Thursday, September 21, 2006

So much for supporting the troops

This Federal Times story speaks for itself.
Parental leave bill killed

Congressional negotiators have killed a Senate-passed proposal granting liberal time off work for people caring for the children of deployed U.S. troops.

A two-part leave plan had passed the Senate earlier this year, amending the federal government's donated leave program and encouraging private-sector businesses to also create flexible leave for people, other than parents, who are carrying for the children of deployed troops.

Sen. Russell D. Feingold, D-Wis., was the chief sponsor of the plan that was attached to the Senate version of the 2007 defense authorization bill. He called it the Military Family Support Act, and said it was aimed at caregivers who were helping single parents or dual-service couples in which both the husband and wife were deployed.

Sen. James M. Jeffords, I-Vermont, was the chief co-sponsor for the proposal for a benefit that would apply to those who are 21 years old or older and are designated as the primary caregiver for the child of a deployed service member.

For federal workers, Feingold's plan would have allowed leave donated by co-workers to be used ahead of regular leave for caregivers who need time off when carrying for children. Current rules allow donated leave to be used only after all regular leave has been exhausted for someone who is not the parent or legal guardian of a child.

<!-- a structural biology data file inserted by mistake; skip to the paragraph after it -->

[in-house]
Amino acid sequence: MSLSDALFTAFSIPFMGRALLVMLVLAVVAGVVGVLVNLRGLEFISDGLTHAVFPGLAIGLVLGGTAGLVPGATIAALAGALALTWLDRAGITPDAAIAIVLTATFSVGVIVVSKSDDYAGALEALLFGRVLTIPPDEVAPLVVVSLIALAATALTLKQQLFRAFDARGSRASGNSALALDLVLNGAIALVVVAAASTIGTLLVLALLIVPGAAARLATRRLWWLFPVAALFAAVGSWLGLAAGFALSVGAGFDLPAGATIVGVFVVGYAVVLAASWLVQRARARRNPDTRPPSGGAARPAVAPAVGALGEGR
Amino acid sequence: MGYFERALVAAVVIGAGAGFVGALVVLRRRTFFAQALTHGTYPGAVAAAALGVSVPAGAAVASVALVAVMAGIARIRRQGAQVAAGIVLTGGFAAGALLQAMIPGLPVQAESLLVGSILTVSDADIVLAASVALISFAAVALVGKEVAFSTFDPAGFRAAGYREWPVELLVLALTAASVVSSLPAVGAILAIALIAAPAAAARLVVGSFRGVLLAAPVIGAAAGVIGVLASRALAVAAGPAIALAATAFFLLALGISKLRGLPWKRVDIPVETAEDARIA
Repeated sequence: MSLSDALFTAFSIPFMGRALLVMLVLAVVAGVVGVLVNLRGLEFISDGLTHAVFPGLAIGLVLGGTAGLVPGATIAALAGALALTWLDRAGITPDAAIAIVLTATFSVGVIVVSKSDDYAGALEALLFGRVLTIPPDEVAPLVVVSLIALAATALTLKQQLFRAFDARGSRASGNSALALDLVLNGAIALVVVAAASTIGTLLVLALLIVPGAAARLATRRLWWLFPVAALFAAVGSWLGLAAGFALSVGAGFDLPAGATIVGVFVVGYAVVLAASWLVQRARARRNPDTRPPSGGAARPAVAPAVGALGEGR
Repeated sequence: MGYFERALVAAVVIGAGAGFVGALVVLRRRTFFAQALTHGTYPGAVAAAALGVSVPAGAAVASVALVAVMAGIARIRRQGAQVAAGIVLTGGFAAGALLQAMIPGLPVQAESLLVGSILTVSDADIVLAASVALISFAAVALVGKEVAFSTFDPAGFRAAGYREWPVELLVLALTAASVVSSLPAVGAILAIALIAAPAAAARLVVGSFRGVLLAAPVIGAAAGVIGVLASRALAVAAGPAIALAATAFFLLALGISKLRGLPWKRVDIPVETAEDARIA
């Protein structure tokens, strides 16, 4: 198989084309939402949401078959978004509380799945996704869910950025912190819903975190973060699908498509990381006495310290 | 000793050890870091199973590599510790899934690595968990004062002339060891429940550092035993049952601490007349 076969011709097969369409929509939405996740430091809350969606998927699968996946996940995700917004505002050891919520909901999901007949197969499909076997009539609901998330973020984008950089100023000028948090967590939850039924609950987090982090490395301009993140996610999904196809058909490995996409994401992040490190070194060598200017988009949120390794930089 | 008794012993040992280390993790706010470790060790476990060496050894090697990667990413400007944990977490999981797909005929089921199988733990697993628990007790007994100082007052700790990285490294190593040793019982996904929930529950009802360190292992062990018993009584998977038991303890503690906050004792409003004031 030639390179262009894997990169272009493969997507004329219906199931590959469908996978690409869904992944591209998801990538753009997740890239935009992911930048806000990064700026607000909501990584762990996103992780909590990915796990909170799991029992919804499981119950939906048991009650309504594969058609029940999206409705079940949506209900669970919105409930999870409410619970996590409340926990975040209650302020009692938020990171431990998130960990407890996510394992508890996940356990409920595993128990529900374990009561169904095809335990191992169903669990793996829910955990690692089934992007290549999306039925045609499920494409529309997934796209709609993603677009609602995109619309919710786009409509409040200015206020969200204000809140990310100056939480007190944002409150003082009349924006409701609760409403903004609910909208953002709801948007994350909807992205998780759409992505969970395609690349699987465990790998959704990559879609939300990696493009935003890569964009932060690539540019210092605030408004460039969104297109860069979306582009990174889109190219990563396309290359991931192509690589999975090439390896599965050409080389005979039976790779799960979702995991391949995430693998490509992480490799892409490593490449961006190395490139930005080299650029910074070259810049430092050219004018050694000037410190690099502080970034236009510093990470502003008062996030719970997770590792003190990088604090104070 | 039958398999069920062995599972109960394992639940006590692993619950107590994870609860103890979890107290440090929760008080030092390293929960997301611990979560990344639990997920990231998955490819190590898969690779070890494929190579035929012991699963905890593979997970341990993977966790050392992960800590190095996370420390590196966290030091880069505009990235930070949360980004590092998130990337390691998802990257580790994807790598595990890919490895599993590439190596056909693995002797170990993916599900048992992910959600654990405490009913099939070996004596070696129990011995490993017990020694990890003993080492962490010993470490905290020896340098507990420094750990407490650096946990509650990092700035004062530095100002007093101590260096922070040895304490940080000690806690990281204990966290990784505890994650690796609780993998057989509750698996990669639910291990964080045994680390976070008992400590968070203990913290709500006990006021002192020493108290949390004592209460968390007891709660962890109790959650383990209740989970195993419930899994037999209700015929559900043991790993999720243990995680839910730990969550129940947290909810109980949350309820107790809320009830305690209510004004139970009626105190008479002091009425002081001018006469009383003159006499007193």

For the private sector, Feingold's provision encouraged, but did not require, businesses to create liberal leave programs for caregivers.

The Senate passed the leave plan in June by voice vote, an indication that the Senate did not consider it controversial. It ran into problems, however, when the House and Senate began negotiations to write a compromise version because the provision attached to the defense bill falls under jurisdiction of the House Education and the Workforce Committee. The chairman of that committee, Rep. Howard P. "Buck" McKeon, R-Calif., announced he opposed the plan because it considered it unnecessary.

That left House negotiators no option but to refuse to accept it, according to congressional aides involved in the negotiations who asked not to be identified because details about the closed-door talks over the defense bill are considered sensitive until work is completed and because they are not authorized to talk with the press.

Rep. George Miller of California, ranking Democrat on McKeon's committee, had urged adoption of the plan but he couldn't persuade McKeon, and because he is a Democrat in a Republican-controlled Congress, his recommendation carried less weight to negotiators than what the Republican chairman wanted.


Post a Comment

<< Home